Notes on Recent Researches in Electricity and Magnetism: Intended as a Sequel to Professor Clerk-Maxwell's Treatise on Electricity and Magnetism
This 1893 publication is a central text in the work of the Nobel prize winning physicist Sir Joseph John Thomson (1858-1940). Intended as an extension of James Clerk Maxwell's Treatise on Electricity and Magnetism, it documents the important shift in Thomson's thinking towards the model of the atomic electric field, a theory that would eventually lead to his discovery of the electron. In Chapter 1, Thomson documents his experiments with Faraday tubes, using them to physically demonstrate a 'molecular theory of electricity'. Chapter 2 considers the discharge of electricity through gases, Chapter 3 theories of electrostatics, and Chapters 4-6 are primarily concerned with alternating currents. In addition to providing crucial insight into Thomson's evolving theory of the atom, Recent Researches underscores his commitment to experimental physics, which offers 'all the advantages in vividness which arise from concrete qualities rather than abstract symbols'.
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Page 332 - The discharge, whatever may be its nature, is not correctly represented (employing for simplicity the theory of Franklin) by the single transfer of an imponderable fluid from one side of the jar to the other; the phenomena...
Page 332 - This anomaly which has remained so long unexplained, and which at first sight appears at variance with all our theoretical ideas of the connection of electricity and magnetism, was after considerable study satisfactorily referred by the author to an action of the discharge of the Leyden jar which had never before been recognized. The discharge, whatever may be its nature, is not correctly represented (employing for simplicity the theory of Franklin) by the single transfer of an imponderable fluid...
Page v - Professor of Experimental Physics." JJ intended that his second book, Notes on Recent Researches in Electricity and Magnetism, serve as a sequel to Maxwell's Treatise on Electricity and Magnetism. "I have endeavoured," he wrote, "to give an account of some recent electrical researches, experimental as well as theoretical, in the hope that it may assist students to gain some acquaintance with the recent progress of Electricity and yet retain Maxwell's Treatise as the source from which they learn the...
Page 189 - Thus, according to the view we are now discussing, chemical decomposition is not to be considered merely as an accidental attendant on the electrical discharge, but as an essential feature of the discharge, without which it could not occur.
Page 332 - Franklin) by the single transfer of an imponderable fluid from one side of the jar to the other ; the phenomena require us to admit the existence of a principal discharge in one direction, and then several reflex actions backward and forward, each more feeble than the preceding, until equilibrium is obtained. All the facts are shown to be in accordance with this hypothesis, and a ready explanation is afforded by it of a number of phenomena which are found in the older works on electricity, but which...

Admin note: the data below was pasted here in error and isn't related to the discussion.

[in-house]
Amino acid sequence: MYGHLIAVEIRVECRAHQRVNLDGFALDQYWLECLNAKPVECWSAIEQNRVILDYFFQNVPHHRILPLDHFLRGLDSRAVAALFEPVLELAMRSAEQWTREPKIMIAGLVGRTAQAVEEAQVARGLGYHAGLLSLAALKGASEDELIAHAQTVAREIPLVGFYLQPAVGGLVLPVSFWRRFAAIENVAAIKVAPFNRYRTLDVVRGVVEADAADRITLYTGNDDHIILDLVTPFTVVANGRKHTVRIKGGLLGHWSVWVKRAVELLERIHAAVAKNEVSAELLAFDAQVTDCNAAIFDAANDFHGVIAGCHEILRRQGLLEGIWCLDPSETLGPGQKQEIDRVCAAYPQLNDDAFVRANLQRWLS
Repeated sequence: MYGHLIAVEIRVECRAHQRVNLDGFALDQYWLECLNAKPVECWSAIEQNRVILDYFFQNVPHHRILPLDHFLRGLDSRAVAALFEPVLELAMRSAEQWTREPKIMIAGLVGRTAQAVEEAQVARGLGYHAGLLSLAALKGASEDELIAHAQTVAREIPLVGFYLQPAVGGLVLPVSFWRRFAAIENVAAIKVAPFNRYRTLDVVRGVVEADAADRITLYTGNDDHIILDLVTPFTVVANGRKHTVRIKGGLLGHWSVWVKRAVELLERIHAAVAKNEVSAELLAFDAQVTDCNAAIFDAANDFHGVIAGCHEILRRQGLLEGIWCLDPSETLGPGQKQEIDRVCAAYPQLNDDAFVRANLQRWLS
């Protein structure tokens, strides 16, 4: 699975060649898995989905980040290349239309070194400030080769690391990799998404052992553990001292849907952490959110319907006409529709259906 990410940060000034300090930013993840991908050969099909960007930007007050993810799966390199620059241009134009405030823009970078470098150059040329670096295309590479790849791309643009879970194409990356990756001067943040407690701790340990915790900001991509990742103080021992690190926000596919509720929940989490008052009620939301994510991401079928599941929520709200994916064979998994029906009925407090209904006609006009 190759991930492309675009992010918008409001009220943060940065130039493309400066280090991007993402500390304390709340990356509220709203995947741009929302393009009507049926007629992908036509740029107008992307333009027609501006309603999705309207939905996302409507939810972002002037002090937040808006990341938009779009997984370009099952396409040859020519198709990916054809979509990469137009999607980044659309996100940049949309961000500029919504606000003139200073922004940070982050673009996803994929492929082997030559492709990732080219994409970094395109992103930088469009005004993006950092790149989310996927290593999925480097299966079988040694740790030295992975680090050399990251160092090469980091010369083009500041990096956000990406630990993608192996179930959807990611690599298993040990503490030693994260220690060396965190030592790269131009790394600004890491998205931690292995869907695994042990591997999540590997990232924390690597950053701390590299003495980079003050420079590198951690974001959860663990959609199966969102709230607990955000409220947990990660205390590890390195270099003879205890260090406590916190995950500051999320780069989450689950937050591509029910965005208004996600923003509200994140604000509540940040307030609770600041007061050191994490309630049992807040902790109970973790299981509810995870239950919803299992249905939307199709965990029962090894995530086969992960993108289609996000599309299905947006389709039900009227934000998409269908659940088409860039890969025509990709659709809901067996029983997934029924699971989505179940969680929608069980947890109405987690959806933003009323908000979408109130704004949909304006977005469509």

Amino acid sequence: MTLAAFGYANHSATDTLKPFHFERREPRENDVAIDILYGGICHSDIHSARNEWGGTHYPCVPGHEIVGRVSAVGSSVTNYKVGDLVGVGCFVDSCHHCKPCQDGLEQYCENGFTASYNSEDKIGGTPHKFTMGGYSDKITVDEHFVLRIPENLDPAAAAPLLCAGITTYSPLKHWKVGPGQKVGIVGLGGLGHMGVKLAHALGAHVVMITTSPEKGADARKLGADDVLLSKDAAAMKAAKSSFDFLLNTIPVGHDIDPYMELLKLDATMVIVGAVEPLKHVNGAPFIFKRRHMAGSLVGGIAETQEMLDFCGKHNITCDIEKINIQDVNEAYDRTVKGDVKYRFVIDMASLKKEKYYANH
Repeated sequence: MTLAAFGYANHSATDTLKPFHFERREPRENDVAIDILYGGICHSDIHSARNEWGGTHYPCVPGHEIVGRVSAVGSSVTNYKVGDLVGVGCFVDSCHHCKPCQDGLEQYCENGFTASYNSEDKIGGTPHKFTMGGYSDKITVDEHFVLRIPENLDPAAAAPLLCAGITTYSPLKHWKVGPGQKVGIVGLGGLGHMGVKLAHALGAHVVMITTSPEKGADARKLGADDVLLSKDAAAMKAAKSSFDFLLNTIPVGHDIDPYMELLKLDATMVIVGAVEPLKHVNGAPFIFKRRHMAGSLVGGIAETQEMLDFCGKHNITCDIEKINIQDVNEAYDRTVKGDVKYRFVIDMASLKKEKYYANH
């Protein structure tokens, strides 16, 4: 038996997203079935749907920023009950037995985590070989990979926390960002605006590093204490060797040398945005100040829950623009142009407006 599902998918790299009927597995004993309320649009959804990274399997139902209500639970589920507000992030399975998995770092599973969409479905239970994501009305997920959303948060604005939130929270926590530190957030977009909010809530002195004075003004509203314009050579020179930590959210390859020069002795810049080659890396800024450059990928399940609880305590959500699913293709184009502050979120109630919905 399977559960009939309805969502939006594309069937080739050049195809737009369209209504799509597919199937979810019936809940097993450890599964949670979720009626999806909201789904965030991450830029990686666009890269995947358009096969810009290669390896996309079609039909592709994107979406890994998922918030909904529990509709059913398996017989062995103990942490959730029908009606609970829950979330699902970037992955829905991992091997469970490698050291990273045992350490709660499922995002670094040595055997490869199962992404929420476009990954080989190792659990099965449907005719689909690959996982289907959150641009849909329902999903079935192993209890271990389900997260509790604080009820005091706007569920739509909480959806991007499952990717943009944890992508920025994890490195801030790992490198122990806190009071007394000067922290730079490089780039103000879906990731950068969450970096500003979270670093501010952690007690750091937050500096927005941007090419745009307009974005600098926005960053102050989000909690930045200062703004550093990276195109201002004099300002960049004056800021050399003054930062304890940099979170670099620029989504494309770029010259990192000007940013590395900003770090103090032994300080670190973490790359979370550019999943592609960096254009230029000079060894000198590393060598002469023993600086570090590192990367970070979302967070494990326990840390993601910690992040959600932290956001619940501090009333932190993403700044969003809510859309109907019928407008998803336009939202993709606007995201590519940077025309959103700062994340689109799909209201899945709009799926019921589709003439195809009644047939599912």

Page 105 - ... discharge passes through the bulb, while when the magnet is on no discharge at all can be detected. The action is very striking, and the explanation of it which seems to fit in best with the phenomena I have observed is that the discharge through the rarefied gas does not rise to its full intensity suddenly, but as it were feels its way. The gas first breaks down along the line where the electromotive intensity is a maximum, and a small discharge takes place along this line. This discharge produces...
Page 449 - The scattered light produced by the incidence of a plane polarized wave vanishes in the plane through the centre at right angles to the magnetic induction in the incident wave along a line making an angle of 120° with the radius to the point at which the wave first strikes the sphere and it does not vanish in any direction other than this. Thus, if non-polarized waves of light or of electric...
Page 106 - B. acting on the secondary can be so adjusted that no discharge passes round the tube ABCD when the magnet is off, whilst a bright discharge occurs as long as the magnet is on. The two effects of the magnet on the discharge, viz, the stoppage of the discharge across the lines of magnetic force, and its acceleration along them...
Page vi - Bacon's dictum that the best results are obtained when a research begins with Physics and ends with Mathematics ... The use of a physical theory will help to correct the tendency - which I think all will admit is by no means uncommon - to look on analytical processes as the modern equivalent of the Philosopher's Machine in the Grand Academy of Lagado, and to regard as the normal process of investigation in this subject the manipulation of a large number of symbols in the hope that every now and then...